January 21, 2011

Seeking the Face of the Lord

Bishop-designate Coyne is a gift to our local Church

Our Holy Father, Pope Benedict XVI, gave our Archdiocese of Indianapolis a wonderful Christmas gift.

We have not had an auxiliary bishop since 1933. Bishop Joseph E. Ritter was consecrated in February of that year.

Bishop-designate Christopher Coyne will be ordained on March 2. He will be my assistant bishop, and will also be vicar general of the archdiocese.

Bishop-designate Coyne is a priest of the Archdiocese of Boston, where he has been pastor of St. Margaret Mary Parish for the past four years.

He has a doctorate in liturgy from the Sant’Anselmo Liturgical Institute in Rome. He taught liturgy and homiletics in the seminary in Boston for 10 years before becoming a pastor.

He has also been responsible for communications in the archdiocese, and is regularly on Boston Catholic television. I am told that he loves to ski. He confided to me that he has been a longtime New England Patriots fan. I said that would certainly pass in favor of the Indianapolis Colts.

We owe the new bishop our gratitude for saying “yes” to the Holy Father. He leaves behind his mother and father and five siblings in the Boston area. That has to be a personal sacrifice.

I assured Bishop-designate Coyne that he would receive a heartfelt “Hoosier” welcome in central and southern Indiana. He brings an impressive array of talents and gifts to offer in ministry here.

His main duty will be to help me carry out my responsibilities, which will be a gift. Most of you are aware that I have had some health issues in recent years that have curtailed some of my activities.

I have been assured that our new bishop, at age 52, has lots of energy. It occurs to me that I was his age when I was called to Indianapolis. I am about to mark my 24th anniversary as a bishop, and am entering my 19th year in Indianapolis.

I am excited by the appointment of an auxiliary bishop for our archdiocese. It comes as a surprise, for it is not customary for the Holy See to appoint an auxiliary bishop to assist a bishop who has passed age 70. This is a welcome exception for our local Church. With the help of an energetic assistant bishop, we can continue to lead the archdiocese forward.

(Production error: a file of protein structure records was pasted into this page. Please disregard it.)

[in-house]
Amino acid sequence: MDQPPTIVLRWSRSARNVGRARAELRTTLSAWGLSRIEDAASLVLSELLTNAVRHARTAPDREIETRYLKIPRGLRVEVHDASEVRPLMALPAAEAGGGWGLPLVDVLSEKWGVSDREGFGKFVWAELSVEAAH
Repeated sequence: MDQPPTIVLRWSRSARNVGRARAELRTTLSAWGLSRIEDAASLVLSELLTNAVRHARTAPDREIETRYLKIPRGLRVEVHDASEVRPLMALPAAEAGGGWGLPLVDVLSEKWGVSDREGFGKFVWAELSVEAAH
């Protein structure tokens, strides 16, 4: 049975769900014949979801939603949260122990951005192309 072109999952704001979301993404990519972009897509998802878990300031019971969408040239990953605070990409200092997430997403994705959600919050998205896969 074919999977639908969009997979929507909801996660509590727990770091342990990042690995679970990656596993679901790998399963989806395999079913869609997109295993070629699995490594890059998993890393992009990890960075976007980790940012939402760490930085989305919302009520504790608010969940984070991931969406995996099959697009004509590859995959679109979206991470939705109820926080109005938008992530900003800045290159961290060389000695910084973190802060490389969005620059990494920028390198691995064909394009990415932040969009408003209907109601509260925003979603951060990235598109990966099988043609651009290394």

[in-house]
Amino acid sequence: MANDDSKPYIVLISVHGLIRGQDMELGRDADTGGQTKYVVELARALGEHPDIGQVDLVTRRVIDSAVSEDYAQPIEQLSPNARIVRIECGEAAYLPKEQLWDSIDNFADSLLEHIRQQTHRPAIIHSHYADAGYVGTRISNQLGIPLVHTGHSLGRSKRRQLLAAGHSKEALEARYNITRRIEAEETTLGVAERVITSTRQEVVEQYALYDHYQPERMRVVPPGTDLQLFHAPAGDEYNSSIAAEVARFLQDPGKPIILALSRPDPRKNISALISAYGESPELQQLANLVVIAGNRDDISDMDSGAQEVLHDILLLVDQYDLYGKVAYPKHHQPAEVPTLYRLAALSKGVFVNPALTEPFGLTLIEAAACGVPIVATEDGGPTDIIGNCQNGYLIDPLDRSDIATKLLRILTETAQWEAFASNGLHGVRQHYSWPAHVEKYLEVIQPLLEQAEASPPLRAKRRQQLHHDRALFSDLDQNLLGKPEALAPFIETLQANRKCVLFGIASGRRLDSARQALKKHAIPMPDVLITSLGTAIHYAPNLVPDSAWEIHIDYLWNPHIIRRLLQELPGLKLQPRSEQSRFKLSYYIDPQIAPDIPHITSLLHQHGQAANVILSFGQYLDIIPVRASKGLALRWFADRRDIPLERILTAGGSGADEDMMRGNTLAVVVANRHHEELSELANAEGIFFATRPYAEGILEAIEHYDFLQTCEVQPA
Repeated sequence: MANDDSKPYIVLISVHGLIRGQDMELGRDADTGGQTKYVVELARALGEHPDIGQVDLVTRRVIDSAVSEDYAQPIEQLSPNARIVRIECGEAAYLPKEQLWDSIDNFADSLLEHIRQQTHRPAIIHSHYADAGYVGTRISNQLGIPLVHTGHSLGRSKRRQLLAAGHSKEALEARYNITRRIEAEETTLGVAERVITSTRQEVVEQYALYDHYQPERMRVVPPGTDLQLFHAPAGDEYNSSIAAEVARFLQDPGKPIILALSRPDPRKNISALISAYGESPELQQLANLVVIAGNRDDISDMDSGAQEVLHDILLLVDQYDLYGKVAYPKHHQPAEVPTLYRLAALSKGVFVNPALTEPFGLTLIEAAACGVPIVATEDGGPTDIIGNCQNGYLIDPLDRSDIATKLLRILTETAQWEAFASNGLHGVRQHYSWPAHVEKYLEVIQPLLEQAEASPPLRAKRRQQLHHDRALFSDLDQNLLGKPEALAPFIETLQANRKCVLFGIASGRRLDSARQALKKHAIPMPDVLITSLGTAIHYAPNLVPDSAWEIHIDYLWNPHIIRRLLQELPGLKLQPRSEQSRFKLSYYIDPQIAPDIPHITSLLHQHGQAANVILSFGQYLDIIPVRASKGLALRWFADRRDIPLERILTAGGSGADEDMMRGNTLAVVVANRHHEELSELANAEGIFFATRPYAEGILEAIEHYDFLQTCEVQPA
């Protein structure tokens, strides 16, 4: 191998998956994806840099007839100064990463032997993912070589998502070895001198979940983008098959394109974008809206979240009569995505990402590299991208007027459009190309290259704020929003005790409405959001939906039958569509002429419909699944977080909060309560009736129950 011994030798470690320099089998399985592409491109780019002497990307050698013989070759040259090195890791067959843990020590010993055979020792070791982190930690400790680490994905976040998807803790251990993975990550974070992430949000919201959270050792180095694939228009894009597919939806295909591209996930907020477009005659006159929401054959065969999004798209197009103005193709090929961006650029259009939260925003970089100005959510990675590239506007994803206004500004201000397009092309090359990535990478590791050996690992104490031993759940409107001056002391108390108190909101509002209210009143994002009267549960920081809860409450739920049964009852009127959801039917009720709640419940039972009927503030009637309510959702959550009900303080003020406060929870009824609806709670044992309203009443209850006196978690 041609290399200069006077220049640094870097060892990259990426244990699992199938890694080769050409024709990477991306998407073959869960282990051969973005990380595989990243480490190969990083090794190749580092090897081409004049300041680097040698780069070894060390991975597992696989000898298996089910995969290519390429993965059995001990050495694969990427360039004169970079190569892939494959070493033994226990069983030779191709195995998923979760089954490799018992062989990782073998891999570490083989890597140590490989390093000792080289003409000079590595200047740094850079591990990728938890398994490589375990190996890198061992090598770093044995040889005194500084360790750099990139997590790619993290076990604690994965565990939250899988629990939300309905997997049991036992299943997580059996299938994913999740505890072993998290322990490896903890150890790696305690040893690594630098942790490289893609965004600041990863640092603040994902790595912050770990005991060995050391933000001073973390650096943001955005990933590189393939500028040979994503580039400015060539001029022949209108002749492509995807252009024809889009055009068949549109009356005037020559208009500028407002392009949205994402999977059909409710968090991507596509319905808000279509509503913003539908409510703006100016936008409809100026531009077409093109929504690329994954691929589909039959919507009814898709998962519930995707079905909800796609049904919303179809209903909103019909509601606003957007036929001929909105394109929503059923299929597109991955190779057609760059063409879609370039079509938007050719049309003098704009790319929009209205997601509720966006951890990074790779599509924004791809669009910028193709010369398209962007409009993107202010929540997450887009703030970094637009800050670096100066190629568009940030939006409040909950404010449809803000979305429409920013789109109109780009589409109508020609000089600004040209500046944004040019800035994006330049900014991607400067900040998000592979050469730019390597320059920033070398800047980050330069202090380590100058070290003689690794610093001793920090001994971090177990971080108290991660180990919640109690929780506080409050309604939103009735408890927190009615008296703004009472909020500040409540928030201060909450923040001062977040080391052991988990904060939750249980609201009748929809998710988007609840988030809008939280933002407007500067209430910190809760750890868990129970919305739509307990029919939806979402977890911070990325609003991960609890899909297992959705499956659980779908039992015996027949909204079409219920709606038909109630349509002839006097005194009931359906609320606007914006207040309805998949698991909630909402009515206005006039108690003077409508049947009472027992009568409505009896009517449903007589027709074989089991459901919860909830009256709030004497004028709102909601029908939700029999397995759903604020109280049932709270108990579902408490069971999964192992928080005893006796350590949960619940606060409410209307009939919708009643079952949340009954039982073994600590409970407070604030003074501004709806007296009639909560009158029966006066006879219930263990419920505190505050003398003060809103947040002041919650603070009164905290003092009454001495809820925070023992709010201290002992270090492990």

When we ordain a successor of the Apostles, we cannot help but think of the original 12. They poured out their life’s blood for love of Jesus Christ and the community of believers. Their intriguing, checkered lives are wonderful testimony that God does great things for us despite the poverty of our humanity.

My predecessor, Archbishop Edward T. O’Meara used to say, “Isn’t it marvelous how much good God accomplishes in spite of ourselves?”

Speaking about the office of a bishop and a priest in his apostolic letter on priestly formation, the late Pope John Paul II quoted St. Augustine, who was speaking for bishops at a celebration of the martyrdom of Sts. Peter and Paul centuries ago.

St. Augustine said: “We are your shepherds, with you we receive nourishment. May the Lord give us the strength to love you to the extent of dying for you either in fact or in desire.”

We are sometimes asked, “What is it like to be a bishop these days, what does it take?” A bishop has to be strong. A bishop is a martyr, not in the “poor me” sense, rather in the original sense of the Greek word. He is a witness like Peter, saying with his very life, “You are Christ, the Son of the Living God!” (Mt 16:16).

In a secularized world that believes only in what it sees, by his consecration and by what he does, Bishop-designate Coyne will be a witness to Mystery.

The very life and identity of a bishop (and of priests) are rooted in the order of faith, the order of the unseen and not in the secular order of values. And so in a secular society, the challenge to be a spiritual and moral leader is great. Above all, this means our very life testifies that our human family needs God in a world that would often believe otherwise.

We bishops and priests are visible sacraments of the priesthood of Jesus Christ in a world that needs to see and hear and touch Jesus—and is no longer sure it can.

The single driving motive for our call to ministry in the Church is love of Jesus Christ, and love of him moves us to a pastoral love for the many.

Love of God and belief in his care is the motive that leads us to want to serve and not be served. The pastoral love of Christ in us serves unity and communion in our Church in a divided world. †

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